US & Canada

Steve Bannon: Republican knives out for ex-Trump aide

Mr Bannon introduced the Alabama Republican at one of his final campaign rallies Image copyright Getty Images
Image caption Mr Bannon introduced the Alabama Republican at one of his final campaign rallies

Republicans are lashing out at former White House strategist Steve Bannon after the party's stunning election loss in Alabama.

A New York congressman urged the party to "dump" Mr Bannon, saying: "His act is tired, inane and morally vacuous."

The Breitbart News chief is blamed for egging on President Donald Trump to back Roy Moore, who lost on Tuesday.

But Mr Trump seems unwilling to drop Mr Bannon, speaking to him for 15 minutes on Tuesday, the New York Times said.

Analysts say the president is a reactive politician who relies increasingly on the eyes and ears of allies such as Mr Bannon.

'War on the establishment'

The former strategist vowed in October to challenge "every Republican incumbent".

He was a passionate supporter of Mr Moore, an ultra-conservative former judge who crashed to defeat in Republicans' first loss in Alabama in 25 years.

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Media captionWhat the Alabama upset will mean for Donald Trump's agenda

But despite all the criticism, Mr Bannon is defiant.

An unnamed source close to him told Bloomberg: "This doesn't stop Steve's war against the establishment.

"All it does is pour gasoline on top of it."

New York Representative Pete King launched a highly personal attack on Mr Bannon on Wednesday morning.

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Media captionBannon attacked Republican Mitt Romney during an appearance in Alabama

The Republican congressman tweeted: "After Alabama disaster GOP [the Republican party] must do right thing and DUMP Steve Bannon."

He added: "If we are to Make America Great Again for all Americans, Bannon must go! And go NOW!!"

Mr King later appeared on CNN to say the former Trump adviser "looks like some kind of dishevelled drunk that wandered onto the political stage", even though Mr Bannon reportedly abstains from alcohol.

The congressman also attacked Mr Bannon's "weird alt-right views", which he said did not represent conservative values.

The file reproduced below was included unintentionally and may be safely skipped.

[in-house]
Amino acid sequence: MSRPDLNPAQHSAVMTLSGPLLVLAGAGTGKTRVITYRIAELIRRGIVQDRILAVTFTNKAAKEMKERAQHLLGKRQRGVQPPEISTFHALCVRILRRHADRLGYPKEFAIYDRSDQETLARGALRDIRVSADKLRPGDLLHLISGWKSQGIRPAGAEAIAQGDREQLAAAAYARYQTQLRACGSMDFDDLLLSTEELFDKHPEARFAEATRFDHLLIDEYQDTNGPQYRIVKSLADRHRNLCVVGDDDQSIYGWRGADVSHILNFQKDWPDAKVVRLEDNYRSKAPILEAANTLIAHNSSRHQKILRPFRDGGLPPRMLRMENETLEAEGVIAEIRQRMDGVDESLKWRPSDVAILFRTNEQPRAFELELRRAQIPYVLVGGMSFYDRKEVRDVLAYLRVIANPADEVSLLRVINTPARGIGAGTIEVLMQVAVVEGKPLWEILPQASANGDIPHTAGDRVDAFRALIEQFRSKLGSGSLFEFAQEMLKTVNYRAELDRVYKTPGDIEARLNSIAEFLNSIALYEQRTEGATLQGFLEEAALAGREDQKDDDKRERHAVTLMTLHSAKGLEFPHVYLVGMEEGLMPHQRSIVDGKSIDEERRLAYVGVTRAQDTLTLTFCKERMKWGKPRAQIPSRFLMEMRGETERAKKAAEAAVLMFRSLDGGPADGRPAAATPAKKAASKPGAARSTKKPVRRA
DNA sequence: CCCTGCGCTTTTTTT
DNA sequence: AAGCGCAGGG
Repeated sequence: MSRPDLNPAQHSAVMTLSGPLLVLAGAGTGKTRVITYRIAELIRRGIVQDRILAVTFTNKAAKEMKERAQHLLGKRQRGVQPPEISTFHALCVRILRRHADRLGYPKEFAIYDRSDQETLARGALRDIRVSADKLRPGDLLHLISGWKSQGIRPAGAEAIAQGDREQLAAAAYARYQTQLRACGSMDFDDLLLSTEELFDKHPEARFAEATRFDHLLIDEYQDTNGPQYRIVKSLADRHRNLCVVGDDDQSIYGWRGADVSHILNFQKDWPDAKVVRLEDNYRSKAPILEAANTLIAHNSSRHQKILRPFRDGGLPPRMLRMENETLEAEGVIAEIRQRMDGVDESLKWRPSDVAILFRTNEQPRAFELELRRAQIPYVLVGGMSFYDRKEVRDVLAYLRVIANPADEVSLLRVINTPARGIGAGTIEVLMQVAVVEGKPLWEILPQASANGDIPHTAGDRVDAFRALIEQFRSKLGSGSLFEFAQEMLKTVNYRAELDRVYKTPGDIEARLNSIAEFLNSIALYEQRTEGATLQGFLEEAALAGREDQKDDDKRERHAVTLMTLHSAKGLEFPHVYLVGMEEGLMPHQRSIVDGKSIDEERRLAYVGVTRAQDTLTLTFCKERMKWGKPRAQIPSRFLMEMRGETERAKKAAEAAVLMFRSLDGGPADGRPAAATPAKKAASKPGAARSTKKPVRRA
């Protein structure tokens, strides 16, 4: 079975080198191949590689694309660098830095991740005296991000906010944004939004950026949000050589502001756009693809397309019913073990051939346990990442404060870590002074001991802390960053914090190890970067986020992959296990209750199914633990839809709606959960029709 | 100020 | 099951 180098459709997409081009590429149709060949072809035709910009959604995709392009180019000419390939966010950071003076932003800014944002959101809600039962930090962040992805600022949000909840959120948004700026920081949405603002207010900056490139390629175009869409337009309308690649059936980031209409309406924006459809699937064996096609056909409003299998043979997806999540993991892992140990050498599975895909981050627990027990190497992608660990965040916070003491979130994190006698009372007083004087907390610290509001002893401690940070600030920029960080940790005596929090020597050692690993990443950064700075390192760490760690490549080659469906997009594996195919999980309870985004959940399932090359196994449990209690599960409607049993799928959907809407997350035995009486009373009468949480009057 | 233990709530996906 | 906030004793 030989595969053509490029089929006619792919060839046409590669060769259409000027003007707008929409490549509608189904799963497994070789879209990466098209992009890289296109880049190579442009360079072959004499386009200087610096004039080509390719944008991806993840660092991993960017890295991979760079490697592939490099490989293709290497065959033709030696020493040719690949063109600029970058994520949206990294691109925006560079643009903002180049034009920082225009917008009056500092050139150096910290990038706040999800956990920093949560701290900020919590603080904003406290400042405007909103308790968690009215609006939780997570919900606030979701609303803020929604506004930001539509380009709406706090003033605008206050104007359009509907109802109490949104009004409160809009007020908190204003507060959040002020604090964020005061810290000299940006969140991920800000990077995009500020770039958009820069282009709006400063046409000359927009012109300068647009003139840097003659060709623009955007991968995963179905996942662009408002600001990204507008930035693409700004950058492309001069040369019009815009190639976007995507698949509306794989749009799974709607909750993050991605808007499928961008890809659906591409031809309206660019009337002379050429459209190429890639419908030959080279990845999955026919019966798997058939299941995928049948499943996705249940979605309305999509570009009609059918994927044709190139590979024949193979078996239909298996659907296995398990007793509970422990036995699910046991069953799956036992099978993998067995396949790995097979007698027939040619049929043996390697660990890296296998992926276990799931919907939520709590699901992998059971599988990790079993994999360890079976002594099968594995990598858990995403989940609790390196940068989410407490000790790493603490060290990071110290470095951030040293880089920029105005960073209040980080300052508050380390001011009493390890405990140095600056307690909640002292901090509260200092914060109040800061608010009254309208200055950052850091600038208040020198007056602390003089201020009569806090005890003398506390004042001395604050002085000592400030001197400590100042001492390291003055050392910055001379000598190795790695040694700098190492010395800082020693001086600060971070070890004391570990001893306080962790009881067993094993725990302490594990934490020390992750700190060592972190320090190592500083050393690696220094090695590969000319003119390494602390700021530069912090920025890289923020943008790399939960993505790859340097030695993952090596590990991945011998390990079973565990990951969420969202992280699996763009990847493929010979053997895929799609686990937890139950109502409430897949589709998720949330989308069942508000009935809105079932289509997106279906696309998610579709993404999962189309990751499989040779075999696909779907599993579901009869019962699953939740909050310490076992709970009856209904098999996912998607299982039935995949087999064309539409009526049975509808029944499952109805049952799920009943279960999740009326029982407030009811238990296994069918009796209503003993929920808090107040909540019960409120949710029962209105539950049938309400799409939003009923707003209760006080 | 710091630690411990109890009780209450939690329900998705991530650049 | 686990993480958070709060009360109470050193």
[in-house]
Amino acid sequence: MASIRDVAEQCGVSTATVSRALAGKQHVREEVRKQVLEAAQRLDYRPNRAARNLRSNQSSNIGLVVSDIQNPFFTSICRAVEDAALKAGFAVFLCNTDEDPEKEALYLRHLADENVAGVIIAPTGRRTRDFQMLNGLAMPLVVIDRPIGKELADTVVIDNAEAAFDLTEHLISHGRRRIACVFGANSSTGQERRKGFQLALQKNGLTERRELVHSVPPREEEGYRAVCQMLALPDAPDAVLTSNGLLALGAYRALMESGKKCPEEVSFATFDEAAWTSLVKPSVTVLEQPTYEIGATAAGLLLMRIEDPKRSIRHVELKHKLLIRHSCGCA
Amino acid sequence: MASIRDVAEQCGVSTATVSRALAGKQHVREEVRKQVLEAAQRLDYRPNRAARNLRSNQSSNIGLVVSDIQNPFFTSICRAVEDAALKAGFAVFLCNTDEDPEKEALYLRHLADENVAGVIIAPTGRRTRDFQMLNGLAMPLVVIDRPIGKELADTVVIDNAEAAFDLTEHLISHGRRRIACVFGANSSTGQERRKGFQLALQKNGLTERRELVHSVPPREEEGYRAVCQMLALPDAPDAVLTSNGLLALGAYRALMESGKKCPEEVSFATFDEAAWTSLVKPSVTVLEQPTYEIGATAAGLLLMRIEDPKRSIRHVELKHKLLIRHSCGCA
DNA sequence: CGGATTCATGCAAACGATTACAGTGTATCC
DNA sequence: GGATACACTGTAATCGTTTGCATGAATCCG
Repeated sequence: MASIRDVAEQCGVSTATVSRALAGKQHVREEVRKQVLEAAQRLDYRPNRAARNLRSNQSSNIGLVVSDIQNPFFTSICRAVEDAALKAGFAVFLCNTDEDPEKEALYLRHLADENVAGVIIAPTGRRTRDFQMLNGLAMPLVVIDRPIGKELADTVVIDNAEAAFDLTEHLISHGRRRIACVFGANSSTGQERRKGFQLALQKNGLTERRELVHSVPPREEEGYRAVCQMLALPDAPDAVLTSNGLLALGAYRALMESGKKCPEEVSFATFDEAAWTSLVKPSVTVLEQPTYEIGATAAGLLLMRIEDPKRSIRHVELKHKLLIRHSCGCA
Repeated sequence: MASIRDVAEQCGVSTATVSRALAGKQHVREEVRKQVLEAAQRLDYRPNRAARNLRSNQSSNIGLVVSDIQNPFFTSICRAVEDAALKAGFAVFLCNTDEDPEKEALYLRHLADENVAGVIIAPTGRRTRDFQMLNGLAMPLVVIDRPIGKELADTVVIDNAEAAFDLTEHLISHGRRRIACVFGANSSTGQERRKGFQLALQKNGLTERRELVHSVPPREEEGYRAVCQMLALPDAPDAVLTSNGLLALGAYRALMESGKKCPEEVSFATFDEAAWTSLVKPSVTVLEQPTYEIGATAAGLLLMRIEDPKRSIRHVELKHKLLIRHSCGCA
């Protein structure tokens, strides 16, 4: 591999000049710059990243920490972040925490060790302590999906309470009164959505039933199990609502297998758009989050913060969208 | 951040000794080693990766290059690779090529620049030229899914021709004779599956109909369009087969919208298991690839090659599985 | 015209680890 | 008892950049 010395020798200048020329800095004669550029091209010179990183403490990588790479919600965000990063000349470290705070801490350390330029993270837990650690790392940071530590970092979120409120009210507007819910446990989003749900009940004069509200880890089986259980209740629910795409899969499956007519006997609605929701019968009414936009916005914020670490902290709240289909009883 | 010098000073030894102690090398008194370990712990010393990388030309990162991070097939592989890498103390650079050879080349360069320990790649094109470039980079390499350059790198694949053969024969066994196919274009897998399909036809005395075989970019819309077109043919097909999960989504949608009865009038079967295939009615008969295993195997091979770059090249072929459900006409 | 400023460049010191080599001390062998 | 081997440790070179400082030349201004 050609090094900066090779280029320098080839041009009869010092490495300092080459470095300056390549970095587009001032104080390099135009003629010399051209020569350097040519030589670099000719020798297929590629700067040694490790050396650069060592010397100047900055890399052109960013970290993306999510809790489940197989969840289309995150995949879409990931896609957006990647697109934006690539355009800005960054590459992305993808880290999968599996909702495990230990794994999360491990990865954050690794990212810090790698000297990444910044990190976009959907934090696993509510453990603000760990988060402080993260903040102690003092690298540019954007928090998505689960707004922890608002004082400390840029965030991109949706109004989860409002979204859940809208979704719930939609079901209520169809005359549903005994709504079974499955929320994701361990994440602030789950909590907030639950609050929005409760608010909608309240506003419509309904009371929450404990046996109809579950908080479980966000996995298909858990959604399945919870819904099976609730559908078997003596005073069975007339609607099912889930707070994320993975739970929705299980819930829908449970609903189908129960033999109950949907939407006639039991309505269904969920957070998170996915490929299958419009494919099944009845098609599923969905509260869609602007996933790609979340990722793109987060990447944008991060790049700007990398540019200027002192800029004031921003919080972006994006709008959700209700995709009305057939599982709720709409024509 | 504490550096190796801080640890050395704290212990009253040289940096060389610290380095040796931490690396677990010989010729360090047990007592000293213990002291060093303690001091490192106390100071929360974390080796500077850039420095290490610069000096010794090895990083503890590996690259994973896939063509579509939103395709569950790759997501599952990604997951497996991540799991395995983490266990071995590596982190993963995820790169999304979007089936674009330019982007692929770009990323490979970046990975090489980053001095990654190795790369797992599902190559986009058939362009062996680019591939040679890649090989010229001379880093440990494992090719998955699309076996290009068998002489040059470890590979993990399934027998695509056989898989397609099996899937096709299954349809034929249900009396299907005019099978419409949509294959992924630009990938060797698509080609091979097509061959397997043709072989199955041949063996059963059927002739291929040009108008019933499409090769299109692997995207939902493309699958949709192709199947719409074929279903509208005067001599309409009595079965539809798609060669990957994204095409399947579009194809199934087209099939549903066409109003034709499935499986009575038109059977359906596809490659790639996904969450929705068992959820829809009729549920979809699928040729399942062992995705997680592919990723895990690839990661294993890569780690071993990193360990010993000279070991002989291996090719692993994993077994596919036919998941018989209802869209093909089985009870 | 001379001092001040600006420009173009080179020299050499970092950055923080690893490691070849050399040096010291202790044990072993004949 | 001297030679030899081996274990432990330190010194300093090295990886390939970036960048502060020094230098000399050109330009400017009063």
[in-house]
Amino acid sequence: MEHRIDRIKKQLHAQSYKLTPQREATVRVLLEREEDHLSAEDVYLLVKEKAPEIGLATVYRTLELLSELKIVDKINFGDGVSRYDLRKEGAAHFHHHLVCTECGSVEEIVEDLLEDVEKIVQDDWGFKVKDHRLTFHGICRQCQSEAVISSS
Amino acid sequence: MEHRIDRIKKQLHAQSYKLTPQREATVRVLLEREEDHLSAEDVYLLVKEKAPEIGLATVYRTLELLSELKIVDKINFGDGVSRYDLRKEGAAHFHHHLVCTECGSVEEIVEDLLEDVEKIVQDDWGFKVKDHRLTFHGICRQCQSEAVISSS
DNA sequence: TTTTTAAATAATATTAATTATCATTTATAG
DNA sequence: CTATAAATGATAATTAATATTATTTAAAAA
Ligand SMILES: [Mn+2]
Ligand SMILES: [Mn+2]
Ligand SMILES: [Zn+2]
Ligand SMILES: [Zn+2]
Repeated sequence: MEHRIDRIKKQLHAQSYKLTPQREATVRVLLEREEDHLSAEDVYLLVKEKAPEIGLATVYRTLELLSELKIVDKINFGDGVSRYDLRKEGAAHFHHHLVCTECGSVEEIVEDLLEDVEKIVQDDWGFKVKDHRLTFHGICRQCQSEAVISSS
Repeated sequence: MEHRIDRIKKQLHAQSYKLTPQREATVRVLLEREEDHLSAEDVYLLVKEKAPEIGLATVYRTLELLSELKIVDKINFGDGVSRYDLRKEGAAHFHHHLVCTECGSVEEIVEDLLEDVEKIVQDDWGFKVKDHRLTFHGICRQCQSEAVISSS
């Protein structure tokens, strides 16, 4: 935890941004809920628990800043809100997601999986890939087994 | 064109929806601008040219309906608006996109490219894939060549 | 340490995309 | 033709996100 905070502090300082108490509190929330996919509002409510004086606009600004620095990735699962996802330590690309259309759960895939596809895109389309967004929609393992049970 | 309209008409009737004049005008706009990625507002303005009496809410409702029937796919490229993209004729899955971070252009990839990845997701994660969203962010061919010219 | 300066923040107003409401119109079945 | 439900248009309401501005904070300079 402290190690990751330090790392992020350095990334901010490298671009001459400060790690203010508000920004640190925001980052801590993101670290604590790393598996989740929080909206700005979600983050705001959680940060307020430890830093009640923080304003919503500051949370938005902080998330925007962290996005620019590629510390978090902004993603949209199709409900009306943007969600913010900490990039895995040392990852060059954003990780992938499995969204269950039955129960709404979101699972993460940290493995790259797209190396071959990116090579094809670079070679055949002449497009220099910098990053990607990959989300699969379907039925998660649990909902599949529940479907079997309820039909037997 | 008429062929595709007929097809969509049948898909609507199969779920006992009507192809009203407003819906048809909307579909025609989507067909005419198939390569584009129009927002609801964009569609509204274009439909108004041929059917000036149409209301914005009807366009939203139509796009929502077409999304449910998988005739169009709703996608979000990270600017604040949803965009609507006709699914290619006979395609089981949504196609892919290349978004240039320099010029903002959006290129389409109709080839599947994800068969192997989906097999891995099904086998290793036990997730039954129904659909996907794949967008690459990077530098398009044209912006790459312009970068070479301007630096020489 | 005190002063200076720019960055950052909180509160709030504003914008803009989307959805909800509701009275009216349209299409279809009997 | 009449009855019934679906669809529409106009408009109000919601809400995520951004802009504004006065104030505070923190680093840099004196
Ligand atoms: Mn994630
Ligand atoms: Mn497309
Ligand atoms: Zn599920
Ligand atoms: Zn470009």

He added that he blames the election loss in Alabama on voters' "revulsion" towards Mr Bannon.

Illinois Republican Adam Kinzinger referred to Mr Bannon as a "RINO", a derogatory term meaning Republican in name only.

"His morally inept strategies are unwelcome here. #YoureFired," Mr Kinzinger tweeted.

Steve Law, president of the Senate Leadership Fund, a political group aligned with Senate Majority Leader Mitch McConnell, piled in, too.

"Not only did Steve Bannon cost us a critical Senate seat in one of the most Republican states in the country, but he also dragged the president of the United States into his fiasco," he said in a statement.

"This is a brutal reminder that candidate quality matters regardless of where you are running."

Mr Bannon has recently set his targets on Mr McConnell, whom he views as lukewarm on the president's so-called America First strategy.

The editorial board of the National Review, a conservative magazine, called Mr Bannon a "cut-rate Svengali... who never met a disreputable political candidate he didn't like".

The former Trump strategist was widely credited with honing Mr Trump's populist appeal in last year's election campaign.

Mr Bannon left the White House in August to help Mr Trump's administration as "a wingman outside" by returning to his role as head of right-wing Breitbart News, he said.

But in Alabama's Republican primary election he backed ultraconservative former judge Roy Moore, finding himself at odds with his former boss.

Mr Trump had backed a mainstream Republican, Luther Strange, who lost.

Some in Washington began to see Mr Bannon as a potential "king-maker" for the party.

Mr Trump later endorsed Mr Moore during his contest against Democrat Doug Jones, who won by a razor thin margin on Tuesday night.

The Washington Post reported that Mr Trump made his decision after a long discussion with his former aide.

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